Tuesday, October 23, 2012

The fortresses of Fujian province

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CN-656595: Earthen House, or Fujian Tulou
I've been gone from this blog for two years now, but I hope I'm not forgotten. Postcards remain a favorite hobby of mine and I'm settled enough to begin writing about the beautiful cards I receive. I hope you'll come back and visit again!

This beautiful family scene comes from Postcrossing user sysukun, and depicts an entrance to Earthen House, more commonly known as a Fujian Tulou. There are about 46 sites in the mountainous region of Fujian province composed of these homes, and together they make up a UNESCO World Heritage Site.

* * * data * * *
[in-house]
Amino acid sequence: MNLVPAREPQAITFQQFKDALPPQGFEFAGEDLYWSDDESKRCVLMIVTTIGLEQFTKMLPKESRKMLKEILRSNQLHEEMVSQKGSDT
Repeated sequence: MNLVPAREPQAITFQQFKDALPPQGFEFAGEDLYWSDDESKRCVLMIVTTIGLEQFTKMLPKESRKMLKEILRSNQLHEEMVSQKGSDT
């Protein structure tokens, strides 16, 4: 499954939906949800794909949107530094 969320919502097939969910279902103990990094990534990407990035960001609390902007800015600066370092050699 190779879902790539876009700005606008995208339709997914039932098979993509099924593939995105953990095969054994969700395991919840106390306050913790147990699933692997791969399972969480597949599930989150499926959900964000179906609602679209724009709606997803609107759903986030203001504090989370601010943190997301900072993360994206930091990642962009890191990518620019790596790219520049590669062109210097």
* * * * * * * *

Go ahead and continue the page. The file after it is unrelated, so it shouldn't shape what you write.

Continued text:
A tulou is a large, enclosed, earthen-made building, usually in a rectangular or circular shape. They are fortified and usually have a single entrance to protect up to 80 families who live there. These buildings have been constructed since the 12th century in Fujian province, and were originally designed to protect against armed bandits that frequently roamed the Fujian region.

Fujian Tulou are unique because they are one of the original examples of community housing for equals. All the rooms in a tulou were the same size and shape, built with the same quality materials, and decorated the same. Tulous were generally occupied by one or two large family clans. If a clan grew over time, additional concentric rings were added around the original ring. You can see the inner courtyard of a traditional Fujian Tulou above. It's easy to imagine how such a place would inspire a sense of safety and community.

I'm glad to be back - hope you'll keep checking in on my newly revived blog!

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